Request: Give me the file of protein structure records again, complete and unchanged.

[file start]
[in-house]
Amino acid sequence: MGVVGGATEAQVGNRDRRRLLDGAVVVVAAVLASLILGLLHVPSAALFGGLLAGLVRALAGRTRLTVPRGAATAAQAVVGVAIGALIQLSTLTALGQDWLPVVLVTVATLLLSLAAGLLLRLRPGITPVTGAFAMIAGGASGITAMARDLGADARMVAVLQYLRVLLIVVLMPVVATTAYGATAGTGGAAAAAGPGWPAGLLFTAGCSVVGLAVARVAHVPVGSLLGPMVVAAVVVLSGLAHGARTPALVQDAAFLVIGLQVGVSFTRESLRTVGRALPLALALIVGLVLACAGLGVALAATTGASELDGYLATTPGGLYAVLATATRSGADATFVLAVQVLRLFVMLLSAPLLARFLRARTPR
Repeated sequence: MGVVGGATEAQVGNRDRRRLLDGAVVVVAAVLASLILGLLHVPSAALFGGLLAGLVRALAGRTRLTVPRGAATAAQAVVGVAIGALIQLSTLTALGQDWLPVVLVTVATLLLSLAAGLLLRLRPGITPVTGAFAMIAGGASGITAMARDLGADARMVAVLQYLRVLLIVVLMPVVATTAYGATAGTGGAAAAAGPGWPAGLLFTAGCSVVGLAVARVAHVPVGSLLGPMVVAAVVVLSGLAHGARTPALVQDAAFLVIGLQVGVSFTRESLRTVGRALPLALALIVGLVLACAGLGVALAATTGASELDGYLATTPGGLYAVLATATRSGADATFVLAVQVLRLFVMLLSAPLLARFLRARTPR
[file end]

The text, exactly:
[in-house]
Amino acid sequence: MGVVGGATEAQVGNRDRRRLLDGAVVVVAAVLASLILGLLHVPSAALFGGLLAGLVRALAGRTRLTVPRGAATAAQAVVGVAIGALIQLSTLTALGQDWLPVVLVTVATLLLSLAAGLLLRLRPGITPVTGAFAMIAGGASGITAMARDLGADARMVAVLQYLRVLLIVVLMPVVATTAYGATAGTGGAAAAAGPGWPAGLLFTAGCSVVGLAVARVAHVPVGSLLGPMVVAAVVVLSGLAHGARTPALVQDAAFLVIGLQVGVSFTRESLRTVGRALPLALALIVGLVLACAGLGVALAATTGASELDGYLATTPGGLYAVLATATRSGADATFVLAVQVLRLFVMLLSAPLLARFLRARTPR
Repeated sequence: MGVVGGATEAQVGNRDRRRLLDGAVVVVAAVLASLILGLLHVPSAALFGGLLAGLVRALAGRTRLTVPRGAATAAQAVVGVAIGALIQLSTLTALGQDWLPVVLVTVATLLLSLAAGLLLRLRPGITPVTGAFAMIAGGASGITAMARDLGADARMVAVLQYLRVLLIVVLMPVVATTAYGATAGTGGAAAAAGPGWPAGLLFTAGCSVVGLAVARVAHVPVGSLLGPMVVAAVVVLSGLAHGARTPALVQDAAFLVIGLQVGVSFTRESLRTVGRALPLALALIVGLVLACAGLGVALAATTGASELDGYLATTPGGLYAVLATATRSGADATFVLAVQVLRLFVMLLSAPLLARFLRARTPR